Tensions bubbled during the making of Roxy Music's second album, For Your Pleasure, but the Bri/yans did well to keep them from interrupting studio time. "If Eno said something to Bryan or Bryan said something to Eno, I thought, 'Well that's a bit strange', I just thought one of them was probably moody," remembers Chris Thomas, the producer whose work on the record marked the beginning of a long relationship with the band.

But when the group embarked upon their maiden tour of America, in the last few weeks of December 1972, the fissures started to show. Within six months, Eno had been made into such a star by the British press that, at his final Roxy Music show in York, fans screaming for him drowned out Ferry's vocals. Eno left the stage in an attempt to incite calm, but Ferry was furious, and said - behind Eno's back - that he would never appear on stage with the other Brian ever again.

Between Ferry, Eno and the management (whom guitarist Phil Manzanera said pushed Ferry to reclaim centre stage), it was clear there was no longer room for both of them. The stories differ. Some say that Ferry fired Eno, telling him: "There's only room for one non-musician in a band". Eno, however, claims he saw no such courage - and that he departed after hearing whispers: "I was pissed off at the subterfuge and wanted Bryan to actually say it to my face. But he didn't. So eventually I just said, 'OK fuck it, I'm leaving.'" Eno's departure was officially announced in Melody Maker on July 21, 1973.

Less than a week later and Eno was back on form in the NME:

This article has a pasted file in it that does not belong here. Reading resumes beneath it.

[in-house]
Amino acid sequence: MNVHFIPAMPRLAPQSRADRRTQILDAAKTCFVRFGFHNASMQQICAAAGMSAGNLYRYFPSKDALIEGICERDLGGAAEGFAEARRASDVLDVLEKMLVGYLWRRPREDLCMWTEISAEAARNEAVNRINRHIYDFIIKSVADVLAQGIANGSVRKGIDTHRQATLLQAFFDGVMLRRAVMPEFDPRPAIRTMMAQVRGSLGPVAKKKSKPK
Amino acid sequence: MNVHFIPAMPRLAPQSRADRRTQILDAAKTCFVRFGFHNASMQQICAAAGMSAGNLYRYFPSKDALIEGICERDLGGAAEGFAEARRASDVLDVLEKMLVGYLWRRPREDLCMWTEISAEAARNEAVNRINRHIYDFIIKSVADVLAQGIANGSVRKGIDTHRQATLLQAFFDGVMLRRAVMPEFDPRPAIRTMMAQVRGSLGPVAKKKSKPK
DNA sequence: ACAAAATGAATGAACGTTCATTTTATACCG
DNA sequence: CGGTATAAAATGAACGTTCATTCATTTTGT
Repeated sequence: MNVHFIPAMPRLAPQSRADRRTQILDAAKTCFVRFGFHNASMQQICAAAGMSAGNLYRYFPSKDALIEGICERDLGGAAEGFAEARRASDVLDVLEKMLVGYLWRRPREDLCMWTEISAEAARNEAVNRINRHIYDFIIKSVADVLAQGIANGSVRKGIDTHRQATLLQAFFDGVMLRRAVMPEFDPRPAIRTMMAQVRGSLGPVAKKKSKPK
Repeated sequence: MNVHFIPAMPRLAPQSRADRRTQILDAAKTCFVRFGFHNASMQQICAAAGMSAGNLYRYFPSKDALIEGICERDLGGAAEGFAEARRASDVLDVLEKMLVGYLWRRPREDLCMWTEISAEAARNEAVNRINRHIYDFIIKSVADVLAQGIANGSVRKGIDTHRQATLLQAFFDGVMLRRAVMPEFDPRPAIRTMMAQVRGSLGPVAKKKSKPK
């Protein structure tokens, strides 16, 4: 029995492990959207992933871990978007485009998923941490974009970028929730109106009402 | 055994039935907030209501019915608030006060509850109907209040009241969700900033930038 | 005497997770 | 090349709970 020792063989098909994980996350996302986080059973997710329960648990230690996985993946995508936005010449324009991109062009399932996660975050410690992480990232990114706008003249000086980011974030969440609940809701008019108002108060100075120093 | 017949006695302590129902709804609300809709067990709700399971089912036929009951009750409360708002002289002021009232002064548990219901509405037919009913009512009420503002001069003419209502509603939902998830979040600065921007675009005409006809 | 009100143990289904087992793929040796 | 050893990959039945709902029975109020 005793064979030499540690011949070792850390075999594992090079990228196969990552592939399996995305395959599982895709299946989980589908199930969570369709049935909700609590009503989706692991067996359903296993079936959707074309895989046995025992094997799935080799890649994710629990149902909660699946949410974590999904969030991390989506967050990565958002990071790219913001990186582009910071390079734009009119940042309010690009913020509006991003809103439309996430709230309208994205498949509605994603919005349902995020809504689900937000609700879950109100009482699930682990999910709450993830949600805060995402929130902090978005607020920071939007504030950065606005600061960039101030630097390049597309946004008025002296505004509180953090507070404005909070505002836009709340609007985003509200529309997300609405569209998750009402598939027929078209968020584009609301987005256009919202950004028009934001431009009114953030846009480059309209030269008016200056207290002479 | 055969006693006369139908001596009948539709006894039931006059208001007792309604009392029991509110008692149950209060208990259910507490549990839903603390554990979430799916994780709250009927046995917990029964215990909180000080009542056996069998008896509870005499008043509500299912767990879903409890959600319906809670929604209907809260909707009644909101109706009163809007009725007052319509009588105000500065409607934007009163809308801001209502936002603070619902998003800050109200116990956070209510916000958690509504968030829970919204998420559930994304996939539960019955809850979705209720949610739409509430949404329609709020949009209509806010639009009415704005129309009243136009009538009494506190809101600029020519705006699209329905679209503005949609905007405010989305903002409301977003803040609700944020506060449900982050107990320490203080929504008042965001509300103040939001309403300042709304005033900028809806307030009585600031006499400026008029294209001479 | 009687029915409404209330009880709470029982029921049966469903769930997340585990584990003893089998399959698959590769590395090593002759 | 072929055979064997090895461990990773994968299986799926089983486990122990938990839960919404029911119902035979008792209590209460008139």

It's very hard to know just how honest I should be about the reasons for my demise from Roxy. The problem is that when it gets printed, it all seems to look much more meaningful and serious when unqualified by that chuckle at the back of the throat. My thirsting for revenge has died down somewhat over the last few days, anyway. People who do great hatchet-jobs on the members of their old band usually come out looking like losers when it all appears in print. I started off by wanting to call a press conference so that I could state my case, but that's all so pointless.

Actually the real truth is that Bryan Ferry and I are secretly breaking away, and we're going to form a duo called the Singing Brians. Does that sound like it could be true? I dare you to print it. An affected sigh. I don't know. I think I'll probably just give up music altogether and become a full-time poseur.

Eno didn't, of course, give up music altogether. By November 1974, as Phonograph Record marvelled, he was involved in a clutch of projects with John Cale, Nico and Kevin Ayres, among others, having remained within the safety net of Island Records, who cleverly held onto him after his Roxy departure.

Ferry took the band to great heights - among them their platinum-selling swansong Avalon - but would later remark that the records he made with Eno, were his favourites. "We stopped on a very high note," he said a few years ago, artfully glossing over the acrimosity.

It took a while for them to get there. Producer Thomas recalls being stuck between the two at one of Elton John's Christmas parties: "Eno was going to go in, and Bryan was going to go out, but they were sort of like you know (fists together, head on face off). I suddenly saw Eno, I suddenly saw Bryan, and I just went screaming up the stairs going 'hello, hello, hello, hello!' and rushed into the party. They would not pass."

In 1979, Ferry sneeringly told the New York Times that "It's too easy to make music like [Eno's]", who had continued on his ascent to avant garde God. The pair's separation had set them on the different orbits that would define their careers for decades. Now, Ferry still tours, luring crowds to hear hits that he made without Eno. Eno remains an untouchable giant of ambient music. Of course we couldn't expect them to share a stage.